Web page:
Over the years, Washington State Patrol troopers have seen no end to the ways people try to sneak into the HOV lane to get through traffic a little faster.

“Some folks get very creative,” Washington State Patrol Trooper Guy Gill of District 1, which includes Pierce County, said in 2015. “We’ve seen mannequins, sleeping bags propped up with hats, articles of clothing, duffel bags, Halloween masks on bags. You name it, we’ve seen it.”

But sneaksters and cheats might want to think again if a plan to crack down on HOV violators passes the state Legislature.

Under a bill proposed by Sen. Marko Liias, D-Lynnwood, drivers caught violating HOV laws the first time would face a slightly higher fine than they currently do. The next time, the penalties would be hundreds of dollars more.

The latest version of Senate Bill 5695 calls for first-time fines of $186. The second offense would cost a driver $336. Each subsequent infraction within a two-year period would result in a $686 penalty.

Drivers using a dummy, doll or other fake passenger would have to pay an additional $200 penalty, KING 5 reported.

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HOV cheating is a perennial problem. The State Patrol has said it is the No. 1 complaint from commuters in King County.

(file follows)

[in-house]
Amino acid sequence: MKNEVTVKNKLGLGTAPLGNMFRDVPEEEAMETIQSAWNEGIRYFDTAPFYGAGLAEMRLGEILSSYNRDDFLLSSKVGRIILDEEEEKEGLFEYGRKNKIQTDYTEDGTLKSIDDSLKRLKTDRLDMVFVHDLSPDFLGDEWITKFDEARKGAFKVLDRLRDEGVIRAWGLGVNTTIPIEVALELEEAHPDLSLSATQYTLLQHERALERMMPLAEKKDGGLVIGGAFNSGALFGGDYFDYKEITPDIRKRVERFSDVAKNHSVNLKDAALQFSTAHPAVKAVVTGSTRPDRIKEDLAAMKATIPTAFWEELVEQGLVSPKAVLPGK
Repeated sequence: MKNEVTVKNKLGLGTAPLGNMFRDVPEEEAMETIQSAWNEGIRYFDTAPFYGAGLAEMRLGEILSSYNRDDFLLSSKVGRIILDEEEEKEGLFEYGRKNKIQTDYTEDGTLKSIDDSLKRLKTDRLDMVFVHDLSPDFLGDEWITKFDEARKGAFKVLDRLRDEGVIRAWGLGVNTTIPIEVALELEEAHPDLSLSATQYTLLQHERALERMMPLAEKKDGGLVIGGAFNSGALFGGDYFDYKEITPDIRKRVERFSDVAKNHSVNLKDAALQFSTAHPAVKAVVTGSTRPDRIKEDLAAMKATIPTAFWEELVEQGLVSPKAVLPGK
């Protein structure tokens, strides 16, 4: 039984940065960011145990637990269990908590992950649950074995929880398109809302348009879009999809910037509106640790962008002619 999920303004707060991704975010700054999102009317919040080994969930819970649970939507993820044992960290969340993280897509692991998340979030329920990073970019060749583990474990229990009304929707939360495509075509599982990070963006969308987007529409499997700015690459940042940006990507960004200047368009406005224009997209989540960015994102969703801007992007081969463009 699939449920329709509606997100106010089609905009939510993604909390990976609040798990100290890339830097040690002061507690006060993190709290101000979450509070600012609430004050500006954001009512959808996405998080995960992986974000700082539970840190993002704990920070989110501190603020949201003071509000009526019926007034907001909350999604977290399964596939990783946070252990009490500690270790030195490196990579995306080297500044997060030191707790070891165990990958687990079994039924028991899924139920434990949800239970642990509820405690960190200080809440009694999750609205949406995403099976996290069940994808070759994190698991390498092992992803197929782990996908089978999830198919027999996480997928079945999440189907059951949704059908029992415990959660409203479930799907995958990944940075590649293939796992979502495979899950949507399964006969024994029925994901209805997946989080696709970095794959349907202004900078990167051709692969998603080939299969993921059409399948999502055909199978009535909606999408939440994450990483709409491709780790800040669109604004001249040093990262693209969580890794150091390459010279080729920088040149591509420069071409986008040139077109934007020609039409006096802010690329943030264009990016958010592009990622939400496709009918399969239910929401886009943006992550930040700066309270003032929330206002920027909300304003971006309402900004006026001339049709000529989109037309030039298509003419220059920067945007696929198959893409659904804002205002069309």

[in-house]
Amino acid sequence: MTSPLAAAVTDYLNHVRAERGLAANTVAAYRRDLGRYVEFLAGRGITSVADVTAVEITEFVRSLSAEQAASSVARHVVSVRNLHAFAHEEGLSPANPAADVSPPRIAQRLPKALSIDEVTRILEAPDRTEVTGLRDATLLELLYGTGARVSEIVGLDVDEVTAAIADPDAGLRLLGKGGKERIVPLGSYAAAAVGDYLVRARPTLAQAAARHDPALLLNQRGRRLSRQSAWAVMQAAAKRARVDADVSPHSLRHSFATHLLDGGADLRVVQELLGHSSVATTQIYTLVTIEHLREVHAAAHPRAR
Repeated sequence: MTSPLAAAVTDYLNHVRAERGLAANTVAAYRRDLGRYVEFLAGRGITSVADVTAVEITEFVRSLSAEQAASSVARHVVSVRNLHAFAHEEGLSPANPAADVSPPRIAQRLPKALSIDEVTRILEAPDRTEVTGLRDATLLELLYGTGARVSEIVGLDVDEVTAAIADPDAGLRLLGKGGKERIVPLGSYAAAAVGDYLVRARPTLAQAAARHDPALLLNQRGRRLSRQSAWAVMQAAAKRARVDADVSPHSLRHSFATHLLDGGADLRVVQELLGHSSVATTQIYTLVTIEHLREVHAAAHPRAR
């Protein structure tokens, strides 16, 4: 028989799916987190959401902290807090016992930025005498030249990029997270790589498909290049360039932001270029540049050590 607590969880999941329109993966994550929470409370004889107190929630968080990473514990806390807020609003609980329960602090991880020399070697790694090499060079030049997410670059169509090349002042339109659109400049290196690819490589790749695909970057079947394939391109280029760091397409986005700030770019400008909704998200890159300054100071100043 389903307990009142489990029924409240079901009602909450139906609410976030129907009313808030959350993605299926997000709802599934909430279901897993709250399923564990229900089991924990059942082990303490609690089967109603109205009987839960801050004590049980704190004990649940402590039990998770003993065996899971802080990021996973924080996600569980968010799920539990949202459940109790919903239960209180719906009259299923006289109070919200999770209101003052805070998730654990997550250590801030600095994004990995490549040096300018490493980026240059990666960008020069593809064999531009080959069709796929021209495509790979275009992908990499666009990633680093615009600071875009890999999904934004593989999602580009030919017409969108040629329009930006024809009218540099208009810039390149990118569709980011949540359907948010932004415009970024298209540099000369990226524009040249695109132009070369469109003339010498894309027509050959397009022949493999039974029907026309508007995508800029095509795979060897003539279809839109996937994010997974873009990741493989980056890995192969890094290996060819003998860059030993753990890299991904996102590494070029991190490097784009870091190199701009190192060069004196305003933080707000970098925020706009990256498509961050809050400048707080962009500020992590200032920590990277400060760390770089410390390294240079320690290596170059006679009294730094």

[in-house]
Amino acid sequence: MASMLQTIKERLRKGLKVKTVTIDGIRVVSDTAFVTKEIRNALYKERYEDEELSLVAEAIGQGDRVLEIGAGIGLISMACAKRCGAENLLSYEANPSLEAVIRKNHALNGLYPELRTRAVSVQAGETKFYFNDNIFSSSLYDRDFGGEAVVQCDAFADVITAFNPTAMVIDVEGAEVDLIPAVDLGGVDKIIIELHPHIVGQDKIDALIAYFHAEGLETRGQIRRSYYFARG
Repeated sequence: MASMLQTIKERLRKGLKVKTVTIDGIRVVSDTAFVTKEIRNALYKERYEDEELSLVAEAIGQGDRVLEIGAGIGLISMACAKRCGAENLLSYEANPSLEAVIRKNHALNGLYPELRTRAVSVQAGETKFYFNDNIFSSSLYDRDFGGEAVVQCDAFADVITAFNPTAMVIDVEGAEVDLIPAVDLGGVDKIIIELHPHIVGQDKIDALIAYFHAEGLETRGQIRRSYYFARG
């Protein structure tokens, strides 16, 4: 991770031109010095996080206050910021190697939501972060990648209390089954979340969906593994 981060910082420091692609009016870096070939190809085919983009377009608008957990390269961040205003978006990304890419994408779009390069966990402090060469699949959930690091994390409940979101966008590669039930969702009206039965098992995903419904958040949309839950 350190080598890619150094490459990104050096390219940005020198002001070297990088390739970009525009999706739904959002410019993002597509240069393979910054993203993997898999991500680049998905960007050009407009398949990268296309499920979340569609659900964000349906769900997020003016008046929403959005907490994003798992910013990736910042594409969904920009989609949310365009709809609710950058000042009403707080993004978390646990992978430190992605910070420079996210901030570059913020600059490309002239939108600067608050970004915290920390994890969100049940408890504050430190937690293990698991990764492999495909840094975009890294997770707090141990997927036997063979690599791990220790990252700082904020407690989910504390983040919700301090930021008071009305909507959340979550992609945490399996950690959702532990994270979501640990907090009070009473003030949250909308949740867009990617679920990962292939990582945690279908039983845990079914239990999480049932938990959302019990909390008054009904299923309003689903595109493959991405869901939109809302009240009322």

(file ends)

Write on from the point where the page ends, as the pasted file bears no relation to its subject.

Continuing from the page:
When Gill was a spokesman for the State Patrol in 2015, he tweeted a picture of a child-sized zombie doll that had been buckled into the front seat of the car by a driver who was caught solo in the HOV lane near Tacoma. The trooper cited the driver for the HOV-lane violation, a $136 ticket, and also issued a warning for not having the little one in a child seat, Gill said.

The driver “tried to beat the system but realized he was caught and understood,” Gill said.

“We got a good chuckle out of that one,” Gill said.

Traffic can make us feel like zombies, but this interpretation was too literal. (Courtesy of Trooper Guy Gill / Washington State Patrol)
Traffic can make us feel like zombies, but this interpretation was too literal. (Courtesy of Trooper Guy Gill / Washington State Patrol)

A few legendary HOV stops have involved the deceased. A man driving a hearse argued that the body in the casket counted as a passenger. Another was transporting the remains of 36 cremated bodies and “stated that since all the remains still had Social Security numbers, they were considered people,” a WSP spokesman said.

And heads-up, dog lovers: If your pooch is sitting in the passenger seat, that doesn’t make it a passenger.

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